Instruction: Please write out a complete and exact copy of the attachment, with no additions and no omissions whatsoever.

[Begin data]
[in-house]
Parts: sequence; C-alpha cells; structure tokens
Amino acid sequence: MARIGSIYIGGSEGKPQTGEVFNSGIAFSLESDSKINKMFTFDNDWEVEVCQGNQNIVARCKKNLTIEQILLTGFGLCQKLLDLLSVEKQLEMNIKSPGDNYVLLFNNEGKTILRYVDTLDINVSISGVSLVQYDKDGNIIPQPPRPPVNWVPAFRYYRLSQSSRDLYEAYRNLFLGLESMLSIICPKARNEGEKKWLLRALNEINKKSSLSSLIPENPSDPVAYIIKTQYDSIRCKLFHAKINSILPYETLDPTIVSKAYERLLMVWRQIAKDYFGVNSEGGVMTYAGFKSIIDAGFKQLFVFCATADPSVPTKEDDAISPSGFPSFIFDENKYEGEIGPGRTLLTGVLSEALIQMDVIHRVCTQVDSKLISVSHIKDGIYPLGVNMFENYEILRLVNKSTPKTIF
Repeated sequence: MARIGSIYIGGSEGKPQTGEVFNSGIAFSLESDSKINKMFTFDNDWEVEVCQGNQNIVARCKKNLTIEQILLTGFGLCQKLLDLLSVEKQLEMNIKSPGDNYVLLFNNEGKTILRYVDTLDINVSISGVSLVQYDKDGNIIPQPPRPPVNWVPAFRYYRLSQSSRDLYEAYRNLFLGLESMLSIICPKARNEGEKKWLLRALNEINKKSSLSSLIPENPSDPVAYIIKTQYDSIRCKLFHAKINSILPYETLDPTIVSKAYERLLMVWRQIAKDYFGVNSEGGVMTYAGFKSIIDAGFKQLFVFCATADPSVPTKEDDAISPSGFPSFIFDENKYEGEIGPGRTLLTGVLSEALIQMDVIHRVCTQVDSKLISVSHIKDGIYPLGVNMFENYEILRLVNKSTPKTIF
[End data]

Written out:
[in-house]
Parts: sequence; C-alpha cells; structure tokens
Amino acid sequence: MARIGSIYIGGSEGKPQTGEVFNSGIAFSLESDSKINKMFTFDNDWEVEVCQGNQNIVARCKKNLTIEQILLTGFGLCQKLLDLLSVEKQLEMNIKSPGDNYVLLFNNEGKTILRYVDTLDINVSISGVSLVQYDKDGNIIPQPPRPPVNWVPAFRYYRLSQSSRDLYEAYRNLFLGLESMLSIICPKARNEGEKKWLLRALNEINKKSSLSSLIPENPSDPVAYIIKTQYDSIRCKLFHAKINSILPYETLDPTIVSKAYERLLMVWRQIAKDYFGVNSEGGVMTYAGFKSIIDAGFKQLFVFCATADPSVPTKEDDAISPSGFPSFIFDENKYEGEIGPGRTLLTGVLSEALIQMDVIHRVCTQVDSKLISVSHIKDGIYPLGVNMFENYEILRLVNKSTPKTIF
Repeated sequence: MARIGSIYIGGSEGKPQTGEVFNSGIAFSLESDSKINKMFTFDNDWEVEVCQGNQNIVARCKKNLTIEQILLTGFGLCQKLLDLLSVEKQLEMNIKSPGDNYVLLFNNEGKTILRYVDTLDINVSISGVSLVQYDKDGNIIPQPPRPPVNWVPAFRYYRLSQSSRDLYEAYRNLFLGLESMLSIICPKARNEGEKKWLLRALNEINKKSSLSSLIPENPSDPVAYIIKTQYDSIRCKLFHAKINSILPYETLDPTIVSKAYERLLMVWRQIAKDYFGVNSEGGVMTYAGFKSIIDAGFKQLFVFCATADPSVPTKEDDAISPSGFPSFIFDENKYEGEIGPGRTLLTGVLSEALIQMDVIHRVCTQVDSKLISVSHIKDGIYPLGVNMFENYEILRLVNKSTPKTIF